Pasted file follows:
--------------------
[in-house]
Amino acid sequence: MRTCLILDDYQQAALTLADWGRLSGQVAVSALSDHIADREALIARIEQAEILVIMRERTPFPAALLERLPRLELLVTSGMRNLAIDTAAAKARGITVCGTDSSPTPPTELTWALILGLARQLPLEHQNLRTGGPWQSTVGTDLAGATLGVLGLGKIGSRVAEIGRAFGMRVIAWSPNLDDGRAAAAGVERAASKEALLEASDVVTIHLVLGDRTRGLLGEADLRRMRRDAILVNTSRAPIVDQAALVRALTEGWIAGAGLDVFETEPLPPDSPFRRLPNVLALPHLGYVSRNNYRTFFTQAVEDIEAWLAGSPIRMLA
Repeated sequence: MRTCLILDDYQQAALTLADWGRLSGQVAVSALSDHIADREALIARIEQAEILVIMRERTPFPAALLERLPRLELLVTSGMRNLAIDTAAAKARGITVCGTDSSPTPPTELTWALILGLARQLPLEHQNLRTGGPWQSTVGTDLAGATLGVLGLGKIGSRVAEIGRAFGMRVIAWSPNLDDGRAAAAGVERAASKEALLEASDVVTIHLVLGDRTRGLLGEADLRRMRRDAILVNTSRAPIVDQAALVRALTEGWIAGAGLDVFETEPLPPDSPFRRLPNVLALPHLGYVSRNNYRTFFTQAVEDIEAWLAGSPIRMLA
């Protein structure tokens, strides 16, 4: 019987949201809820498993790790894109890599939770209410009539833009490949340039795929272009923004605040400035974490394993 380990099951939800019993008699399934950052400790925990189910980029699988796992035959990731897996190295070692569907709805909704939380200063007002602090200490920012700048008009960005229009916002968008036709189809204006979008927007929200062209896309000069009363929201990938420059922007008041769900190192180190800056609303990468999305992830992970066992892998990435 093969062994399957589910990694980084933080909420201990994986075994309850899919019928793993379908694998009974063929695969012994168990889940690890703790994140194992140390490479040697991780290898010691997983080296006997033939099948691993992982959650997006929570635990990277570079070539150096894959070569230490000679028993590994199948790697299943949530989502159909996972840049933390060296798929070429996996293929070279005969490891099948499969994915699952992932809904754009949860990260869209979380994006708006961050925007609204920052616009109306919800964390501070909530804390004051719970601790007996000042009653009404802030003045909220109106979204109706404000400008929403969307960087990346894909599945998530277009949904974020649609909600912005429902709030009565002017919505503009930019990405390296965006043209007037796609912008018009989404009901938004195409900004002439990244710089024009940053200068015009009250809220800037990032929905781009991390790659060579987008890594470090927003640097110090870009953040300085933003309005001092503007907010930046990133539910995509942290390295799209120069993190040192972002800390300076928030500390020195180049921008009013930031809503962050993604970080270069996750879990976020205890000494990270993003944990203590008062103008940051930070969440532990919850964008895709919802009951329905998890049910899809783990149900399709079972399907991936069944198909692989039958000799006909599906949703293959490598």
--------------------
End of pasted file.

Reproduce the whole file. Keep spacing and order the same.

[in-house]
Amino acid sequence: MRTCLILDDYQQAALTLADWGRLSGQVAVSALSDHIADREALIARIEQAEILVIMRERTPFPAALLERLPRLELLVTSGMRNLAIDTAAAKARGITVCGTDSSPTPPTELTWALILGLARQLPLEHQNLRTGGPWQSTVGTDLAGATLGVLGLGKIGSRVAEIGRAFGMRVIAWSPNLDDGRAAAAGVERAASKEALLEASDVVTIHLVLGDRTRGLLGEADLRRMRRDAILVNTSRAPIVDQAALVRALTEGWIAGAGLDVFETEPLPPDSPFRRLPNVLALPHLGYVSRNNYRTFFTQAVEDIEAWLAGSPIRMLA
Repeated sequence: MRTCLILDDYQQAALTLADWGRLSGQVAVSALSDHIADREALIARIEQAEILVIMRERTPFPAALLERLPRLELLVTSGMRNLAIDTAAAKARGITVCGTDSSPTPPTELTWALILGLARQLPLEHQNLRTGGPWQSTVGTDLAGATLGVLGLGKIGSRVAEIGRAFGMRVIAWSPNLDDGRAAAAGVERAASKEALLEASDVVTIHLVLGDRTRGLLGEADLRRMRRDAILVNTSRAPIVDQAALVRALTEGWIAGAGLDVFETEPLPPDSPFRRLPNVLALPHLGYVSRNNYRTFFTQAVEDIEAWLAGSPIRMLA
């Protein structure tokens, strides 16, 4: 019987949201809820498993790790894109890599939770209410009539833009490949340039795929272009923004605040400035974490394993 380990099951939800019993008699399934950052400790925990189910980029699988796992035959990731897996190295070692569907709805909704939380200063007002602090200490920012700048008009960005229009916002968008036709189809204006979008927007929200062209896309000069009363929201990938420059922007008041769900190192180190800056609303990468999305992830992970066992892998990435 093969062994399957589910990694980084933080909420201990994986075994309850899919019928793993379908694998009974063929695969012994168990889940690890703790994140194992140390490479040697991780290898010691997983080296006997033939099948691993992982959650997006929570635990990277570079070539150096894959070569230490000679028993590994199948790697299943949530989502159909996972840049933390060296798929070429996996293929070279005969490891099948499969994915699952992932809904754009949860990260869209979380994006708006961050925007609204920052616009109306919800964390501070909530804390004051719970601790007996000042009653009404802030003045909220109106979204109706404000400008929403969307960087990346894909599945998530277009949904974020649609909600912005429902709030009565002017919505503009930019990405390296965006043209007037796609912008018009989404009901938004195409900004002439990244710089024009940053200068015009009250809220800037990032929905781009991390790659060579987008890594470090927003640097110090870009953040300085933003309005001092503007907010930046990133539910995509942290390295799209120069993190040192972002800390300076928030500390020195180049921008009013930031809503962050993604970080270069996750879990976020205890000494990270993003944990203590008062103008940051930070969440532990919850964008895709919802009951329905998890049910899809783990149900399709079972399907991936069944198909692989039958000799006909599906949703293959490598």